Act 5 Part 2

Act 5 Part 2

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  • Friar Laurence Finds Romeo Dead
  • A greater power than we can contradict hath thwarted our intents. Come, come away. Thy husband in thy boson there lies dead... (V.iii.158-160)
  • Juliet Kills Herself
  • What's here? A cup closed in my true love's hand? Poison, I see, hath been his timeless end...O, happy dagger, This is thy sheath. There rust, and let me die. (V.iii.166-167, 174-175)
  • Montague, Capulet, and The Prince Sort Things Out 
  • And let mischance be slave to patience.- Bring forth the parties of suspicion. (V.iii.230-231)
  • The friar goes into the Capulet tomb to rescue Juliet. He finds the dead bodies of Paris and Romeo. When Juliet wakes up, he urges her to leave, but she refuses.
  • The Friar Tells the Story of Romeo and Juliet
  • Juliet discovers that Romeo drank poison and killed himself. She is heartbroken and stabs herself with Romeo’s dagger.
  • The End of the Feud
  • O brother Montague, give me thy hand. This is my daughter's jointure, for no more Can I demand.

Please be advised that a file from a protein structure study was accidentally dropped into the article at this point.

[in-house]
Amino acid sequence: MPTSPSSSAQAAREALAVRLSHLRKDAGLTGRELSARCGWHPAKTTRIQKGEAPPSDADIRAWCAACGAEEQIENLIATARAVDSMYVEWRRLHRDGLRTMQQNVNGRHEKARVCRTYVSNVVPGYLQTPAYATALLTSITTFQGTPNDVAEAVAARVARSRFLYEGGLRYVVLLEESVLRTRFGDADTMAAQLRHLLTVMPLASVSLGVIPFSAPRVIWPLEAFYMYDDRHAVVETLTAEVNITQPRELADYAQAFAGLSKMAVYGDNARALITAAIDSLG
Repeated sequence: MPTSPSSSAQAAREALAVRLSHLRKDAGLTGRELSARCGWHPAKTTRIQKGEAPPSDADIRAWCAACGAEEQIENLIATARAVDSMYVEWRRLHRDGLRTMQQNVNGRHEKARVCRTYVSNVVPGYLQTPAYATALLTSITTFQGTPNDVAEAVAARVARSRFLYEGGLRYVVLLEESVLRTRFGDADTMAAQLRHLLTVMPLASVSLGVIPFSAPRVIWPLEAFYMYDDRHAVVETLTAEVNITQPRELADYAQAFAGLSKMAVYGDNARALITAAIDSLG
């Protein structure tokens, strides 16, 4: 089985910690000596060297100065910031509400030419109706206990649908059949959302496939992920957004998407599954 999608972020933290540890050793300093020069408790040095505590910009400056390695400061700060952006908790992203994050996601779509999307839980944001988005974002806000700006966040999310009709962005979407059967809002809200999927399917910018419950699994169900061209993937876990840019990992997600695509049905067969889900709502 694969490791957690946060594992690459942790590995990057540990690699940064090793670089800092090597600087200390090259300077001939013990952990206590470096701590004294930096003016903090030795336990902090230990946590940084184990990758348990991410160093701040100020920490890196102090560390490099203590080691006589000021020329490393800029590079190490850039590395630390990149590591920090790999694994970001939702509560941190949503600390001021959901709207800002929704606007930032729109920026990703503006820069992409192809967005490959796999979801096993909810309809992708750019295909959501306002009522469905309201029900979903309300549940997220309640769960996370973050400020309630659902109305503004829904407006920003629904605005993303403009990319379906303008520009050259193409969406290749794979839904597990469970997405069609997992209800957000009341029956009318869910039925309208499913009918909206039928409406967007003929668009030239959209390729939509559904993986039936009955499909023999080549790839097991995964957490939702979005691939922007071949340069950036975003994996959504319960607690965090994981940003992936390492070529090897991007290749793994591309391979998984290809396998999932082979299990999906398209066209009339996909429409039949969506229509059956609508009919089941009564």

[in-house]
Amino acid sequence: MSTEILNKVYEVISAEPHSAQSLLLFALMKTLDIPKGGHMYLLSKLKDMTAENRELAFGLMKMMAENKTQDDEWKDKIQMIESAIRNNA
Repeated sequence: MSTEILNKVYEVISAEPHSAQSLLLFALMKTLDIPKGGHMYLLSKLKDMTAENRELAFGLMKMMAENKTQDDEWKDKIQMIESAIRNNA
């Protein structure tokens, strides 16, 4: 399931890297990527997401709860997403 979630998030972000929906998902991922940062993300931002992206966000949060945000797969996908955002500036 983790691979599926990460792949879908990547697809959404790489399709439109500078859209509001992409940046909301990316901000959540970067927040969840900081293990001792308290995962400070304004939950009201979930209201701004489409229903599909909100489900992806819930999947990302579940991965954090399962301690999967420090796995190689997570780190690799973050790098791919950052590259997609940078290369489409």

• But I can give thee more, For I will ray her statue in pure gold, That whiles Verona by that name is known, There shall no figure at such rate be set As that of true and faithful Juliet.
  • Everyone arrives at the tomb, seeing the dead bodies. They interrogate people who were there to try and figure out how Paris, Romeo, and Juliet died.
  • "For never was a story of more woe, Than this of Juliet and her Romeo" (V. III. 320-321). The End.
  • As a main suspect, the friar is asked to tell everything he knows about the events that took place. He feels awful, and tells everyone abou how Romeo and Juliet were married, and the plan to let them be together went wrong. 
  • Romeo, there dead, was husband to that Juliet, And she, there dead, that Romeo's faithful wife...You, to remove that siege of grief from her, Betrothed and would have married her perforce To County Paris. Then comes she to me, And with wild looks bid me devise some mean To rid her from this second marriage... (V.iii.240-241, 246-250)
  • Capulet and Montague are distraught over the deaths of their many family members. They realize the petty feud caused all of it, and decide to be friends in order to prevent such events in the future.
  • As rich shall Romeo's by his lady's lie, Poor sacrifices for our enmity. (V.iii.306-315)
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